Photo by Matt Roberts-USA TODAY Sports
To fight professionally is to run a gauntlet, where injury and adversaries thrust their spikes at every step. Steve “The Boss” Bossé, a former hockey enforcer set to appear at UFC Fight Night 89 in Ottawa on Saturday, has several times been stung by his vocation. But like every fighter for whom defeat is a painful intermediary preceding triumph, he’s emerged from his trials renewed. The man who calls his hands “the tools to win my life” is fixated on realizing his UFC potential, one cataclysmic stoppage at a time.
It is rare that athletes can transition to another sport, but the popularization of mixed martial arts has proven alluring to tough guys of disparate backgrounds. The most famous example is Brock Lesnar, a former professional wrestler and NFL aspirant who found his way into the octagon and within three fights was its heavyweight champion.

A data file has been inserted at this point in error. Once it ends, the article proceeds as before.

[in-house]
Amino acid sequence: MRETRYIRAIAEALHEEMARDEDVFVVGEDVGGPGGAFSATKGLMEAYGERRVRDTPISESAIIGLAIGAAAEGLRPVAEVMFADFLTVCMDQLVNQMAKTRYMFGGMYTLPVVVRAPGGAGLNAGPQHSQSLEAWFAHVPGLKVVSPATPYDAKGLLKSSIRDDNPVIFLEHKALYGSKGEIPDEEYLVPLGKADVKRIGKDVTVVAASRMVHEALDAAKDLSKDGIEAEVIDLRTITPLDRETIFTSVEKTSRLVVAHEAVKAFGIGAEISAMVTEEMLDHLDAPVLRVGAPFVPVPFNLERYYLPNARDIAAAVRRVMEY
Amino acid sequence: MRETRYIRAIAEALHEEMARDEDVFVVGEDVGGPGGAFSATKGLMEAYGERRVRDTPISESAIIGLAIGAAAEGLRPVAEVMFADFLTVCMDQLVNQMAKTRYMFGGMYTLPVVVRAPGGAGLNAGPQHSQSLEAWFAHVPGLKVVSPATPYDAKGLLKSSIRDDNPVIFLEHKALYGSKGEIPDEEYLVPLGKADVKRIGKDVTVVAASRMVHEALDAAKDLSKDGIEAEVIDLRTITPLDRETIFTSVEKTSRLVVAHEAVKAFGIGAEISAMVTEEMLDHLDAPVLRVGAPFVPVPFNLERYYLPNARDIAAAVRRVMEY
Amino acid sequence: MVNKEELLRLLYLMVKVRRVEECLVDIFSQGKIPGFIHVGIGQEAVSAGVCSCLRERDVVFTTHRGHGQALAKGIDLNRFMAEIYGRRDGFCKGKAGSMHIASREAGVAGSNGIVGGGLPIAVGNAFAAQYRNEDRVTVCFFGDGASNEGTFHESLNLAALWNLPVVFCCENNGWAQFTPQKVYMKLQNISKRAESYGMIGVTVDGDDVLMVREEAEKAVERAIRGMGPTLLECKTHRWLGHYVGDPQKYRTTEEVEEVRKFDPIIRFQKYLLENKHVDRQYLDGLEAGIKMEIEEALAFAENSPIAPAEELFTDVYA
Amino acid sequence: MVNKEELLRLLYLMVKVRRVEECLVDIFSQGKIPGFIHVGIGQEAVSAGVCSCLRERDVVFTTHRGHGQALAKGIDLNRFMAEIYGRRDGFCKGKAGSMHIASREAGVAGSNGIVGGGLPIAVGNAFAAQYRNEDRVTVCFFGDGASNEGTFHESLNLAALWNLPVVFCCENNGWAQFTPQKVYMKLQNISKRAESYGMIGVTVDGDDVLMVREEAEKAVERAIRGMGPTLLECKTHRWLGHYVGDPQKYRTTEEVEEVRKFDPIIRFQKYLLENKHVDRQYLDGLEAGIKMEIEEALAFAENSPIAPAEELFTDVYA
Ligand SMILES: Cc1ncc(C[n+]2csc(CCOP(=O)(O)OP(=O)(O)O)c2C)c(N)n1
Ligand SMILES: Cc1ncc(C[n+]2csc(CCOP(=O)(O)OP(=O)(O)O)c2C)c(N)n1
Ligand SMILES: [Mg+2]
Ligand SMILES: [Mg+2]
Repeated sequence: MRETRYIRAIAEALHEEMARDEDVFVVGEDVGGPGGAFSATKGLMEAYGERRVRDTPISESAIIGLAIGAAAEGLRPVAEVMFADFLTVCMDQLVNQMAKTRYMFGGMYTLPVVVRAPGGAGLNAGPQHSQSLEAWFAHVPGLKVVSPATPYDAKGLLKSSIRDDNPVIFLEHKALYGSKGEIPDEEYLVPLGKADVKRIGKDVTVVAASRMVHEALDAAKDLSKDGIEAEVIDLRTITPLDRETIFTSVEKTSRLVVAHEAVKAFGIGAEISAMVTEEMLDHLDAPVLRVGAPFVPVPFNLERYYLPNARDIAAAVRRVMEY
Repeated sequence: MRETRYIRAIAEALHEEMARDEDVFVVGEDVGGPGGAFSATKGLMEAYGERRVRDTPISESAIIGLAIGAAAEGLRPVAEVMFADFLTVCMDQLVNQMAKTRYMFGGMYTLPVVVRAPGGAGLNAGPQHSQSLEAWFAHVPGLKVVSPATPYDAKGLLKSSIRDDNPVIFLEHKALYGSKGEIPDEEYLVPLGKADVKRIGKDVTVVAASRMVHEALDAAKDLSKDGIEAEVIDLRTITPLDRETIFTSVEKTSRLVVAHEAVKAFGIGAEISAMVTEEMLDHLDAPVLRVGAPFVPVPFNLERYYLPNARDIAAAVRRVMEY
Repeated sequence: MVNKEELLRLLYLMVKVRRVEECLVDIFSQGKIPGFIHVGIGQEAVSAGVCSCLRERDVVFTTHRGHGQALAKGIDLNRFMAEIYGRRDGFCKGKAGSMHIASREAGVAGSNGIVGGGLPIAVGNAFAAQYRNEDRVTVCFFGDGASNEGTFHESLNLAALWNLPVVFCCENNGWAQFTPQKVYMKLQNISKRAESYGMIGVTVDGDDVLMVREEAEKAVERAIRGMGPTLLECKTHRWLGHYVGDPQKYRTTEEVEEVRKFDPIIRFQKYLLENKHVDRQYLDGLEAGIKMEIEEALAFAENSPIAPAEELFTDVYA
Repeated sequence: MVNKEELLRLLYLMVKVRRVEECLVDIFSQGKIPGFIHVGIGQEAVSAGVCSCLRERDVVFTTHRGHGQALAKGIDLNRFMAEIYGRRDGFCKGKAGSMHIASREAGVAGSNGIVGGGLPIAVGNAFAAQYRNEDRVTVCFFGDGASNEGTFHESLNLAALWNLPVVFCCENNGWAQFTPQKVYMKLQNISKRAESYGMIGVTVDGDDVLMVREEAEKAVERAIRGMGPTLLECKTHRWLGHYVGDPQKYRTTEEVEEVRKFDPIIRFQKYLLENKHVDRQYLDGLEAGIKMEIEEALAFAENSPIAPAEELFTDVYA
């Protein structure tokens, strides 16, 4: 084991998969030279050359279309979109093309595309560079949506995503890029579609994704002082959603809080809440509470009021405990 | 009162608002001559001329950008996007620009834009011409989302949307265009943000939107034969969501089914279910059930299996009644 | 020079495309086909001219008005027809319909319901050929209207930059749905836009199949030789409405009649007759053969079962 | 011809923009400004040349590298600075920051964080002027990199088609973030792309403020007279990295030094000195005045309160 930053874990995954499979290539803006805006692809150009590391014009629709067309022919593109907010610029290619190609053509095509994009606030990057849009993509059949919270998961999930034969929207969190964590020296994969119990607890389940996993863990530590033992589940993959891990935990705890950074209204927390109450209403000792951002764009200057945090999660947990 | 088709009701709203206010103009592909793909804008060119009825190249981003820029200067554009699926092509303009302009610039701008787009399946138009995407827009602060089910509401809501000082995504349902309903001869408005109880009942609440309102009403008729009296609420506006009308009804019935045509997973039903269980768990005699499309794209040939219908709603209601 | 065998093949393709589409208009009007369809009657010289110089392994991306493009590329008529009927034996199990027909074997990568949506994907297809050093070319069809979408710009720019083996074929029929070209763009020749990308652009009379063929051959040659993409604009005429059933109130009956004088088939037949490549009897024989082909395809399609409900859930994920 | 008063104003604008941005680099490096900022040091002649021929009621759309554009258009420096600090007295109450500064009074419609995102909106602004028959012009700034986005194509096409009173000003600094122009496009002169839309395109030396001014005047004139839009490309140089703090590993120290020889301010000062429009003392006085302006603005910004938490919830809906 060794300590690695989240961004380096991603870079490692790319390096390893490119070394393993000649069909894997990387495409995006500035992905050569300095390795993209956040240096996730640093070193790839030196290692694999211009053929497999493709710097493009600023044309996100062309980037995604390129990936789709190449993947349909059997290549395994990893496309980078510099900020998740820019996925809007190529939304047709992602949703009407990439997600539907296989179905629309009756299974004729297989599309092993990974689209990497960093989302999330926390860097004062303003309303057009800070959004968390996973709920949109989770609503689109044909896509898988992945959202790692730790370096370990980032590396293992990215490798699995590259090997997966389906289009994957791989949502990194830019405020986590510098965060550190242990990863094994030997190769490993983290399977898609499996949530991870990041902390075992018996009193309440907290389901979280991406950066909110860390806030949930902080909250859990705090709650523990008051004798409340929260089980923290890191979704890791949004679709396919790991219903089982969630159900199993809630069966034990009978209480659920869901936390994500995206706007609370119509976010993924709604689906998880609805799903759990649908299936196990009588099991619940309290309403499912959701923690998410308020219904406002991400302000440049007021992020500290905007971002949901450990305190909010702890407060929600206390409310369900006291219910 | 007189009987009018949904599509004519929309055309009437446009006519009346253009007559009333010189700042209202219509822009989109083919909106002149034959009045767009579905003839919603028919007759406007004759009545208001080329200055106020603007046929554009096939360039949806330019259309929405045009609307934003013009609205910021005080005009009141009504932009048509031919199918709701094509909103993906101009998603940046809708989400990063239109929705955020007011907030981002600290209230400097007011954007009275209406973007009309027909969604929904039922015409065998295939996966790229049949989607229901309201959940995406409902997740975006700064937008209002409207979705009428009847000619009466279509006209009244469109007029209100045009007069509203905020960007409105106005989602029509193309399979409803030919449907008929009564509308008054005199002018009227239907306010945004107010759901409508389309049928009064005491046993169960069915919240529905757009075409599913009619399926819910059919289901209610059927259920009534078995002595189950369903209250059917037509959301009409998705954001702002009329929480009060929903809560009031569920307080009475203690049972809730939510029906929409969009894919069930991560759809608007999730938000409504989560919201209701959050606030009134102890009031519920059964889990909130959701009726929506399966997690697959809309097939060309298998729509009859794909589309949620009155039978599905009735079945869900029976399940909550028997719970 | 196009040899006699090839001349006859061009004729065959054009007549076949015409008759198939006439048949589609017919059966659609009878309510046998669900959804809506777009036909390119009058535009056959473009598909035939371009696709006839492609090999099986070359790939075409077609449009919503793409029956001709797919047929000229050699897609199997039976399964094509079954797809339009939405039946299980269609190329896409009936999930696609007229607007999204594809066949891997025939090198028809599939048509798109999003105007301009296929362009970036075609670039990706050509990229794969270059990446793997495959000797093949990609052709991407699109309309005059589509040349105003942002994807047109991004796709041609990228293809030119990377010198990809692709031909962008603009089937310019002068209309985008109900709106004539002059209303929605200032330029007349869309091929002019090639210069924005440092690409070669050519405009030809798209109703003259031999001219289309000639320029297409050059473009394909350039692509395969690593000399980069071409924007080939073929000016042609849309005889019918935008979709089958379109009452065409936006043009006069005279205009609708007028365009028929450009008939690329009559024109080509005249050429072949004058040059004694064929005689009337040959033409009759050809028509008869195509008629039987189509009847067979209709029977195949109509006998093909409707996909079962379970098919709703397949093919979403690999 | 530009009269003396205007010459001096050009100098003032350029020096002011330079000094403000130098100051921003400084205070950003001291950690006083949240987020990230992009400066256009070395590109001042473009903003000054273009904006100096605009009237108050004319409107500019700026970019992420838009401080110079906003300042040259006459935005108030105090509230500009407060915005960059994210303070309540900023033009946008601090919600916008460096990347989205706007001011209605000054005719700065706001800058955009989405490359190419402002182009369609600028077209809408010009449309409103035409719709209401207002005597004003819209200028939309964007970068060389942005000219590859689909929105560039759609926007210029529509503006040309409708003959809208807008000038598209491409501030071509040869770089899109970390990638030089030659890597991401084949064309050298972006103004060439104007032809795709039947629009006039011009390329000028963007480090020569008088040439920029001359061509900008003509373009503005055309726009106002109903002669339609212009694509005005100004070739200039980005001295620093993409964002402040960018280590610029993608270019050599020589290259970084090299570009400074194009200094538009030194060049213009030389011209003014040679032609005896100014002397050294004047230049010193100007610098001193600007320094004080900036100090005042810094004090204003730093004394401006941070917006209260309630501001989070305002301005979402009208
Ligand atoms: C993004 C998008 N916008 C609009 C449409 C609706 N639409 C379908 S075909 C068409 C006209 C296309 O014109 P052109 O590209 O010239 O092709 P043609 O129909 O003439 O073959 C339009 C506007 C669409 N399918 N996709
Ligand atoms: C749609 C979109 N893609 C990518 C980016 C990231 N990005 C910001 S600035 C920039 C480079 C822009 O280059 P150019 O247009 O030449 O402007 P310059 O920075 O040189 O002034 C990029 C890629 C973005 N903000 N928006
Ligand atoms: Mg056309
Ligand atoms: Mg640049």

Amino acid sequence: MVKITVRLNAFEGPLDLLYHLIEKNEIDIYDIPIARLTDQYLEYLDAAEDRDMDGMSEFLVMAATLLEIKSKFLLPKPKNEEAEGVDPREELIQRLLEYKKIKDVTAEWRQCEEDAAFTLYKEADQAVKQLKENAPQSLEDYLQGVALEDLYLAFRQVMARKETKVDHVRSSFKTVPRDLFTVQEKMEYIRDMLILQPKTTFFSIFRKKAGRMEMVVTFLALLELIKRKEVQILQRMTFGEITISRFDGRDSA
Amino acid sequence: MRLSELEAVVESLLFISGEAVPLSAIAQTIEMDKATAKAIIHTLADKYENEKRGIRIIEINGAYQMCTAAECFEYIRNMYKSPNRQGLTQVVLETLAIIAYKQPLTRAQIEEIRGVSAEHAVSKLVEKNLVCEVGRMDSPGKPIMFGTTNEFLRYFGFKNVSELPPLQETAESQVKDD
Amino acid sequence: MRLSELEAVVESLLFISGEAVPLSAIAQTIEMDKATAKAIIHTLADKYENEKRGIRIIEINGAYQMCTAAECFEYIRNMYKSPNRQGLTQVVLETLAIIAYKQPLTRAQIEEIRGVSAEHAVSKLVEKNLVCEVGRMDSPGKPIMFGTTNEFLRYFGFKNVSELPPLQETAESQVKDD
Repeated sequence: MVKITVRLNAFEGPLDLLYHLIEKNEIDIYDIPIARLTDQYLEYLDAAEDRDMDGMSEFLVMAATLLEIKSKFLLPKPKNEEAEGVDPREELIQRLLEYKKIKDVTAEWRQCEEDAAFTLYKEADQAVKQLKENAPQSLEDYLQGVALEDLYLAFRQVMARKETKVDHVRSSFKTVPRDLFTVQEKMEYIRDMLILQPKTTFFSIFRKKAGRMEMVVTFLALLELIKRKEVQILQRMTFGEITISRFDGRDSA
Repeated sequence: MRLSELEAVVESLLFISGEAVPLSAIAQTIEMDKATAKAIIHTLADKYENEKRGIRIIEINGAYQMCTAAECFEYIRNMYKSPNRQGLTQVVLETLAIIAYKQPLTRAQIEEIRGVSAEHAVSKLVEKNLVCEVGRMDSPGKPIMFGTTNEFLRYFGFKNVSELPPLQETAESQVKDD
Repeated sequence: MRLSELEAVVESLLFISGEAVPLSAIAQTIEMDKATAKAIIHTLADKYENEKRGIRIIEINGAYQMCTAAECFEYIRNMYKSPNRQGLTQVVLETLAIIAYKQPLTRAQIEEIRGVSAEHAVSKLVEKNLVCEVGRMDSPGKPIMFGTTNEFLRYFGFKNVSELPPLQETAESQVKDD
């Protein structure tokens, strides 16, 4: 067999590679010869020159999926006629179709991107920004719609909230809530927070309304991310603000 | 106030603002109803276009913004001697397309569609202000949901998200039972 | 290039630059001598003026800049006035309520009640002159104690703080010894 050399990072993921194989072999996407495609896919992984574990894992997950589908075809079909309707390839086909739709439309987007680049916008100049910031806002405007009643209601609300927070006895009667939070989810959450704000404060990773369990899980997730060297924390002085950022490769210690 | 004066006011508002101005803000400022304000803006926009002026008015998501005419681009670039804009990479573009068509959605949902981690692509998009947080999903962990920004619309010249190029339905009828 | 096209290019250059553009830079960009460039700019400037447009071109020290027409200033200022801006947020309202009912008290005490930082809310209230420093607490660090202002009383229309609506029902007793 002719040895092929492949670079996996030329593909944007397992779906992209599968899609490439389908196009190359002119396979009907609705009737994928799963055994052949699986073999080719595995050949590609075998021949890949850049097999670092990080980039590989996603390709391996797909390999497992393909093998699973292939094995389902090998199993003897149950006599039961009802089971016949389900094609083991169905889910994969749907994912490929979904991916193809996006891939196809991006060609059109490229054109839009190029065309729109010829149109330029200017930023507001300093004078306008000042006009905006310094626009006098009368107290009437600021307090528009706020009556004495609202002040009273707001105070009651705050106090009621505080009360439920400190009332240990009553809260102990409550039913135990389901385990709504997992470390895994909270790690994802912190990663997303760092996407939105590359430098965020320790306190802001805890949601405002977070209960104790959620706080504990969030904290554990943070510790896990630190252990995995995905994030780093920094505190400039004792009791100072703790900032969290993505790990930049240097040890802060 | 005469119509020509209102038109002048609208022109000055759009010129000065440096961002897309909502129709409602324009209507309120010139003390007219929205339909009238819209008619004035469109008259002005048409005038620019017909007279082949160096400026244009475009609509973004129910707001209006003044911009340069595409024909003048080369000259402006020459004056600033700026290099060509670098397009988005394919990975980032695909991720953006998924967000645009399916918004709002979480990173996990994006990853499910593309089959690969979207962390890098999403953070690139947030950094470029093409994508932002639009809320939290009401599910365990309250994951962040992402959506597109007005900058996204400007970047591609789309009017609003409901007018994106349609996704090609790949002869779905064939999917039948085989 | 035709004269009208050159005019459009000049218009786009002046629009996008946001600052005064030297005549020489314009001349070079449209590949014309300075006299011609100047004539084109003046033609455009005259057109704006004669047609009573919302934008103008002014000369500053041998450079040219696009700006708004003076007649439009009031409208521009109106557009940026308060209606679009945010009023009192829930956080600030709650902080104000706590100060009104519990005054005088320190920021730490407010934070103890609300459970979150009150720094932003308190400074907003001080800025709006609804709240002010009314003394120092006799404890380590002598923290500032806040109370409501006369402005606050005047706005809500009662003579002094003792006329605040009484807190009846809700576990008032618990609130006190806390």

Others weren’t as fortunate. Steroid pioneer Jose Canseco was beaten into submission by a colossus South Korean, ex- NFLers Michael Westbrook and Johnnie Morton had brief, forgettable forays, and boxer James Toney tried, and failed, to demonstrate he could do more than throw and parry punches.
Steve Bossé has proven the exception. The 35-year-old light heavyweight from Saint-Jean-sur-Richelieu, Québec, just south of Montreal, is only two fights into his UFC career but 11-2 as a professional mixed martial artist. And while his prior career occurred outside of mainstream pro sports, it provided a suitable education, as Bossé’s fighting pedigree was forged in the violent crucible of Québec’s North American Hockey League (LNAH). He fought 178 times in 155 career games, and compiled a string of brutal stoppages, distinguishing himself with intimidating power and a pit bull’s gameness.
Bossé is a quasi-mythical figure in small towns across Québec, having made his reputation when ….View full article